and (7) that the SEC, the State of Minnesota and possibly other federal investigative agencies were investigating the operations of First Western; and that the IRS was investigating, both criminally and civilly, the operations of Price & Company, a company in which Sidney Samuels was a general partner and a founder and which employed a trading program substantially similar to First Western's.


[It is alleged that all such references were omitted.]

 (Pls.' Resp. at 23-25.) Arvey argues both that it did not make the misrepresentations as alleged, and that it had no duty to disclose the facts which it did not disclose. *fn6"

  1. The "Misrepresentations" were not misrepresented

 Arvey Hodes argues that it had no knowledge of actual First Western trading practices. This argument will be discussed in more detail at II. Scienter, below. Assuming, however, that plaintiffs can prove such knowledge, Arvey Hodes contends that there were no misrepresentations of fact, because every "fact" about First Western's trading program was explicitly labelled as a fact provided by Sidney Samuels.

 Each of the opinion letters is addressed to Sidney Samuels himself, and is stated as to be for the exclusive use of Samuels, or First Western. The factual descriptions of First Western's trading programs are prefaced with the following introductory remarks, attributing the descriptions to Samuels: "The following paragraphs contain a summary of such transactions as you have described them to us." (Ex. A at 1); "You have advised us that the facts set forth below constitute an accurate and complete presentation of all relevant information with regard to such transactions." (Ex. B at 1); and "You have advised us that the facts set forth below constitute an accurate and complete presentation of all relevant information with regard to the transactions between First Western and its customers, and that no material fact necessary to make the information herein not false or misleading has been omitted." (Ex. C at 1).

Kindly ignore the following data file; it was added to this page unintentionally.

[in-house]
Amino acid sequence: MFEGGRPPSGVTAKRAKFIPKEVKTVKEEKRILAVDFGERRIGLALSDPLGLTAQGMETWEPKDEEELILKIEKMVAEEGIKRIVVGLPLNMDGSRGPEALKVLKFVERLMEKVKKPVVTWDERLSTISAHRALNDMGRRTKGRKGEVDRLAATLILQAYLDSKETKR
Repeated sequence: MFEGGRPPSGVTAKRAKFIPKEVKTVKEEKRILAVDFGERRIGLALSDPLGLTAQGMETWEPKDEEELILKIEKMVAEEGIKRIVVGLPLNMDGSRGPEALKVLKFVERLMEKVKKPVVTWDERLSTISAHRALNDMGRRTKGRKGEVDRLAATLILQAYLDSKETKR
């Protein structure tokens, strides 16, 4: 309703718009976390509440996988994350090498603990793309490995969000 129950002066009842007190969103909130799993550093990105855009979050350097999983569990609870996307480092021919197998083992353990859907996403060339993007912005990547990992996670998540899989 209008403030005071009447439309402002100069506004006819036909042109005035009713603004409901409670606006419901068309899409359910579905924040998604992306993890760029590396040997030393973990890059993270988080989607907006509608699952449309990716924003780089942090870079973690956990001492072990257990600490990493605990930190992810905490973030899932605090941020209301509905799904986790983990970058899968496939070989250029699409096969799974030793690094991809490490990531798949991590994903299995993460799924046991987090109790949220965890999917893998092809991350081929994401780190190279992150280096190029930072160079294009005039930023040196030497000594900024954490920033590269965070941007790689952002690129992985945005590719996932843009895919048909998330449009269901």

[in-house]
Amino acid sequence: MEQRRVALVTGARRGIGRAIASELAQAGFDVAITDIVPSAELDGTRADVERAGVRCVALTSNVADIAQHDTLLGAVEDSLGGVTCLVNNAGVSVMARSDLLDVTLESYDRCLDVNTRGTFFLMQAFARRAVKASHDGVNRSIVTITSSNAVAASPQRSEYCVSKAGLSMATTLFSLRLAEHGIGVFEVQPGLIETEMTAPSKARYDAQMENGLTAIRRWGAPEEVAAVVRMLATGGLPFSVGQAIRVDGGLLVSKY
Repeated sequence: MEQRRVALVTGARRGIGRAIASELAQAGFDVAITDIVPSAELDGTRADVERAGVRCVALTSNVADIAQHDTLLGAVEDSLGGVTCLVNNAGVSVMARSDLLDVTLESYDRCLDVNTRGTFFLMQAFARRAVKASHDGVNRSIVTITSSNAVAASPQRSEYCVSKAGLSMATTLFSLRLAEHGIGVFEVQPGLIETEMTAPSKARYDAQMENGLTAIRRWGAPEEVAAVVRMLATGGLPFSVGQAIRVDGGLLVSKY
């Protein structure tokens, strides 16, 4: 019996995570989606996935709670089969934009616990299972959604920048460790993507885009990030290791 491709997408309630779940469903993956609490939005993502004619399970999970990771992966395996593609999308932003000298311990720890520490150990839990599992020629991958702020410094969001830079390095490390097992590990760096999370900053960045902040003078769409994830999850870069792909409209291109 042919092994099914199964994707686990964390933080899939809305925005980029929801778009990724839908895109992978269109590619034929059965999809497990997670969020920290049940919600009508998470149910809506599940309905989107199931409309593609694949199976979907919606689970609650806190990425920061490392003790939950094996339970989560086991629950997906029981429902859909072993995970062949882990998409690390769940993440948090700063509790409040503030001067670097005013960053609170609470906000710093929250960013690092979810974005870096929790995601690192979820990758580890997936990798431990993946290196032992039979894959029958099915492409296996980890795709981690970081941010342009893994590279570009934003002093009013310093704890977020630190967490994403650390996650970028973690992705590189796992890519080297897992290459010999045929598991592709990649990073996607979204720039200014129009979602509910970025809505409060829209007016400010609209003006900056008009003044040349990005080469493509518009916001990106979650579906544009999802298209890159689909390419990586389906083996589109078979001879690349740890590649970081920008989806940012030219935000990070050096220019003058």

Arvey Hodes's argument is simple. Arvey was never stating as a matter of fact that First Western's trading program had the attributes set out in its opinion letters. Instead, Sidney Samuels had told Arvey that First Western's program had those attributes, and had asked Arvey to provide an opinion letter based on those facts. Arvey was not stating that the program did indeed work under those facts; instead, it was merely stating the premises which had to be true in order for its opinion to be applicable. *fn7"

 Plaintiffs argue that several district court cases support their contention that the mere presence of a disclaimer is an insufficient reason to dismiss a securities fraud claim. Of particular significance for this dispute is Gilmore v. Berg, 761 F. Supp. 358 (D.N.J. 1991). In Gilmore, an attorney had provided a tax opinion letter for a tax shelter, which stated, among other things, that "'the purchase price of $ 5.3 million reflects the fair market value of the property as determined by the general partner.'" Id. at 370. In reality, the property had been purchased out of bankruptcy for $ 2.5 million. In determining whether the misrepresentation of the property's value was actionable, the district court stated: